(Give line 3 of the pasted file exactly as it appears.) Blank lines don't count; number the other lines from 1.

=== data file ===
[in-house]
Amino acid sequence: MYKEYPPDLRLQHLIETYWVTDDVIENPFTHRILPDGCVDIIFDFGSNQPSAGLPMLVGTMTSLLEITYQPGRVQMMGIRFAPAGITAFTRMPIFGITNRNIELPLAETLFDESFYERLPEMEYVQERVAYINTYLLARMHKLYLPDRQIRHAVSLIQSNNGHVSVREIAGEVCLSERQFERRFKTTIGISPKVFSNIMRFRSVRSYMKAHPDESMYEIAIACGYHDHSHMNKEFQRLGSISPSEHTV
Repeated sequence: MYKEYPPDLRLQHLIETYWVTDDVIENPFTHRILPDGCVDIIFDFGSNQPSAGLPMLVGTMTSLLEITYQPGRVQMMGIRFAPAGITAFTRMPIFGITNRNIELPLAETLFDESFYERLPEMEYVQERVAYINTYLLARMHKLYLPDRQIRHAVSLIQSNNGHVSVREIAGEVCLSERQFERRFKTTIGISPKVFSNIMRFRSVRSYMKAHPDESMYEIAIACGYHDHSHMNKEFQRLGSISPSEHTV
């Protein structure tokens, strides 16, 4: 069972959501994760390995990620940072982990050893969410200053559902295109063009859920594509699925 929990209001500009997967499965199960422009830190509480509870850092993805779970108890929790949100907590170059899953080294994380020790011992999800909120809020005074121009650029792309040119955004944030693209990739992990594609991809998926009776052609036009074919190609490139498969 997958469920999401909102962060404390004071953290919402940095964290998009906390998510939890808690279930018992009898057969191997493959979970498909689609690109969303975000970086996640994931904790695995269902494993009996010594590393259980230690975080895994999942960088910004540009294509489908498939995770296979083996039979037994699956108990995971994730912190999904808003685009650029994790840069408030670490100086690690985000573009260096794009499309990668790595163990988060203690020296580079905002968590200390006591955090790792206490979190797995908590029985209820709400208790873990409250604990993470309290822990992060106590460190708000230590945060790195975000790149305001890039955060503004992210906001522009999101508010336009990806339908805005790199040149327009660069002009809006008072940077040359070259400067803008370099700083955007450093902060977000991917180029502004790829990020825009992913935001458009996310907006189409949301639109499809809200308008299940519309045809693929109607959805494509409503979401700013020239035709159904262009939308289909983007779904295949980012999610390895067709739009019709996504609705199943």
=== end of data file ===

Repeated sequence: MYKEYPPDLRLQHLIETYWVTDDVIENPFTHRILPDGCVDIIFDFGSNQPSAGLPMLVGTMTSLLEITYQPGRVQMMGIRFAPAGITAFTRMPIFGITNRNIELPLAETLFDESFYERLPEMEYVQERVAYINTYLLARMHKLYLPDRQIRHAVSLIQSNNGHVSVREIAGEVCLSERQFERRFKTTIGISPKVFSNIMRFRSVRSYMKAHPDESMYEIAIACGYHDHSHMNKEFQRLGSISPSEHTV